Wednesday, December 17, 2014

Long distance love

A long distance relationship is hard to maintain. That's why I moved from London to LA to be with TLOML after barely six months of dating. Being far from those we love is just hard on the heart. That's why sometimes I feel glum when my sister sends pictures of my nephews playing at my parents' home, or I hear of another dear friend's 40th from which I'll be absent.

The travel BigCorp requires of me at the moment is taking its toll too, although the distances involved are not so great. For most of November and December work is taking me away from home each week. My trips are usually just a couple of days long, so in the grand scheme of things it's no great hardship.

But with early starts and late return flights, I often don't see Lady P between putting her to bed on Monday night and seeing her again on Thursday morning. Which is an absolute eternity. I hate it. And I know she feels the same. I know because the first time we FaceTimed her delight on seeing me was quickly followed with a demand, 'Mummy! Up!' which is shorthand 'please pick me up, squeeze me, and make me feel both loved and also as tall as an adult'. 'I can't, I'm sorry, not till tomorrow', I said. She wailed.

Just like those (rare, I might add) disagreements TLOML and I had on Skype when we were first dating, all parties ended the call feeling sad and dissatisfied. Lady P and I still FaceTime when I'm away, because it seems better than not, but there's a 50/50 chance it'll end in tears.

It's not just Lady P who's affected. TLOML dolefully said to me as I embarked on my last trip, 'I'm going to have to start season 3 of The Wire without you I'm afraid. You're never going to catch up now'.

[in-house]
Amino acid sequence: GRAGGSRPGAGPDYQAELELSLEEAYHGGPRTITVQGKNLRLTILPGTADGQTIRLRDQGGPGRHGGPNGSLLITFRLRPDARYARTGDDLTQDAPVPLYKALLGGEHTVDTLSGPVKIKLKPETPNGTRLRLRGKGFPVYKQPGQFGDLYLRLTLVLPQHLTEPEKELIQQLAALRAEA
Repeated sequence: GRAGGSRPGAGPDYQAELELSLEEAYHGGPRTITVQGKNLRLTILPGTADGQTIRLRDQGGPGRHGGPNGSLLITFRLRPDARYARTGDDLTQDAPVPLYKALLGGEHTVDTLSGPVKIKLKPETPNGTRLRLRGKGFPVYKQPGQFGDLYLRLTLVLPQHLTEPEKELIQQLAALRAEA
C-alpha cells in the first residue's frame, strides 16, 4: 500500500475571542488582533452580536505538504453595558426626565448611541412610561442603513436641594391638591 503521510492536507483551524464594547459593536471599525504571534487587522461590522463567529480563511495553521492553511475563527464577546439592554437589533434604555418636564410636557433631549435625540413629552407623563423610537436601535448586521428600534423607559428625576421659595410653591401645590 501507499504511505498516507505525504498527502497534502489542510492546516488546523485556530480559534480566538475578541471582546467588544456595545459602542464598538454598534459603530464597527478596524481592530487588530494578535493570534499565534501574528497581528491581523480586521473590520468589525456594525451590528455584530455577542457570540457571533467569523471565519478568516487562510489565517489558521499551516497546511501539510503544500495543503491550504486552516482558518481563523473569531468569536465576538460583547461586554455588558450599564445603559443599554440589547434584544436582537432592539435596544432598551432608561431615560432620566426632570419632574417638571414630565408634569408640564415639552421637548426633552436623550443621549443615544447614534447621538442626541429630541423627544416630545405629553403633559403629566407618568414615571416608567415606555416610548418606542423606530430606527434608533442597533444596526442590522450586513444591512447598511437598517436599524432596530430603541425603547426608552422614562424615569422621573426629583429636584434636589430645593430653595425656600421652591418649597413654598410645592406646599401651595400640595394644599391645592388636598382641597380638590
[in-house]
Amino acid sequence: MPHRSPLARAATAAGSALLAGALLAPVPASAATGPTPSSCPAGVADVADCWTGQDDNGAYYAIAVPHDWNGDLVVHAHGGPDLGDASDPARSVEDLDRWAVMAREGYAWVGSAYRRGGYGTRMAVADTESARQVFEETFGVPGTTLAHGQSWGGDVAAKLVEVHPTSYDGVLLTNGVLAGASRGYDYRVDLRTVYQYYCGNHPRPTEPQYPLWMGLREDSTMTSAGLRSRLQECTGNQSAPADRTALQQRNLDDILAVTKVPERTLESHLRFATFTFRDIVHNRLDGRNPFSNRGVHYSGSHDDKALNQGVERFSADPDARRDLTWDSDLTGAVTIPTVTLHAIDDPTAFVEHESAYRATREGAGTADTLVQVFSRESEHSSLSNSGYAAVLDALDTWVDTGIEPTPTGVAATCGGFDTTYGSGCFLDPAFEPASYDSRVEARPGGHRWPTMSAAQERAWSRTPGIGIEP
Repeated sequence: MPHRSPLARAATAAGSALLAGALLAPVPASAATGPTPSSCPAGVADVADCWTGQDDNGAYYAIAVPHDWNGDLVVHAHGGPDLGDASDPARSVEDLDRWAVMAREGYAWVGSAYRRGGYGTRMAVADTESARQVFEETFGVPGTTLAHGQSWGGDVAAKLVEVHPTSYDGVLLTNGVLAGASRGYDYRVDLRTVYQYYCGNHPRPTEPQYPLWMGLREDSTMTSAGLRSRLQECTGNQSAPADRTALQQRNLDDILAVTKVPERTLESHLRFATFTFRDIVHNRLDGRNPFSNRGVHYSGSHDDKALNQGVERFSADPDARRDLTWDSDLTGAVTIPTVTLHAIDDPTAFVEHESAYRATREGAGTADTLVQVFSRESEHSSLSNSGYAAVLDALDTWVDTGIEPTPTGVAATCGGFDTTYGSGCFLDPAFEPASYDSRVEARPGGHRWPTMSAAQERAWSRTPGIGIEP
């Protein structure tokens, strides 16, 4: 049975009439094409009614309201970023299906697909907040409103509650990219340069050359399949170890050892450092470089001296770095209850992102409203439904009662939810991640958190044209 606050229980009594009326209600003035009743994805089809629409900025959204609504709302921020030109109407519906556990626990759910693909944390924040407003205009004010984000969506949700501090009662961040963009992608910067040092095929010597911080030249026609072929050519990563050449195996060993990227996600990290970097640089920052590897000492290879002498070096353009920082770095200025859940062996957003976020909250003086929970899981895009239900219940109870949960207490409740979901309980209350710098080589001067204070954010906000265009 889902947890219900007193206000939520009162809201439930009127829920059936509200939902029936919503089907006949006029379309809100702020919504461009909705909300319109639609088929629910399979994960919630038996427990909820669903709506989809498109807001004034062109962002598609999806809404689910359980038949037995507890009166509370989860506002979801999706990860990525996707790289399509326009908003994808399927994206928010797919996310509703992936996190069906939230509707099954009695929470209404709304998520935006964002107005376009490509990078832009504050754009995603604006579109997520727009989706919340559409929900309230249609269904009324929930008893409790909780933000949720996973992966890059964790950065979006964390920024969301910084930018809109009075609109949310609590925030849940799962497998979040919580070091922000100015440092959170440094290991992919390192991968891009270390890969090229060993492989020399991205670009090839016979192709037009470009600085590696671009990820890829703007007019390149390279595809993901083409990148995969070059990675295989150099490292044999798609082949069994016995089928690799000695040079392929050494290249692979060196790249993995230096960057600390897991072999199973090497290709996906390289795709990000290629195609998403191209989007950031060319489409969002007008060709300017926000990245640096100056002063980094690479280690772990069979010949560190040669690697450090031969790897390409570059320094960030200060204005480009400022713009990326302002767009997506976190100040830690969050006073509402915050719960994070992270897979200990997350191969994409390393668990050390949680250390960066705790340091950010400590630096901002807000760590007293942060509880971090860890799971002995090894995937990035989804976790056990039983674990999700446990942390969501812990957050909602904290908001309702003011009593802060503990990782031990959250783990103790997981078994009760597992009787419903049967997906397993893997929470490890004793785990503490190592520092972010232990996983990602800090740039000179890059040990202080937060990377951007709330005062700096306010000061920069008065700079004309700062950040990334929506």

But Lady P is the one I worry more about. Of course I know she's in perfectly good hands. She has a brilliant time with her beloved daddy and our nanny is all round fantastic. When she forgets I'm not there, Lady P is quite content. Still, I am not. Nor will I be, till this stint of travel is over and I can revert to my blissful, working from home, seeing Lady P every morning when she wakes up, and at every mealtime, and at every bedtime, life.

Monday, December 15, 2014

Nothing very bad ever happens here

A Pineapple Express came in last week and dumped some rain on drought-shrivelled LA. Being, as it is, a desert city, LA doesn't do too well under heavy rain.  Also the people here don't cope well with bad weather of any sort. Los Angelenos drive, in the rain, as if either a) they're in the middle of a blizzard or b) they're oblivious, and it's the perfect day for taking corners really fast. There is no middle ground. So there were the usual reports of landslides in Malibu, power cables down over Pacific Coast Highway, flooded basements, and some nasty and probably idiot-induced accidents on the freeways.

Again, I had the feeling that although technically we do live in LA, we are in a little bubble far away from all that. Yes, we had rain. But people don't drive like idiots here. And although we are a town built on sand, nothing seemed to collapse. A few tree branches came down, and there was some sand run-off on the road, but nothing parks & rec won't have cleared up in a few days.
After the storm
Ugly stories of police brutality are everywhere in the news right now, and over the past couple of years violent and property-related crime have increased in California's cities. Here in Hermosa, the police are dressing their police dogs up in Christmas costumes, putting festive wreaths on their cars and bikes and pulling Santa around the neighbourhoods to give out candy canes to local kids.
Santa visits our street under police escort

Intimidating police presence
But despite all indicators to the contrary, there are some people in Hermosa who think something bad might, just might happen.

The police station open day this weekend included lots of stands providing information to keep us safe. My favourite thing was the Hermosa Beach Disaster Service Workers' kiosk, which struck me as an elaborate cover for a lot of thumb-twiddling.
I also liked the Hermosa Beach SWAT vehicle, which I suppose would be useful in the event of a riot, or zombie attack (which seem equally likely to me).
Eager worryworts pressed dozens of leaflets on us, and a child ID kit (so we can keep Lady P's fingerprints on file at home), and some high-vis bike stickers.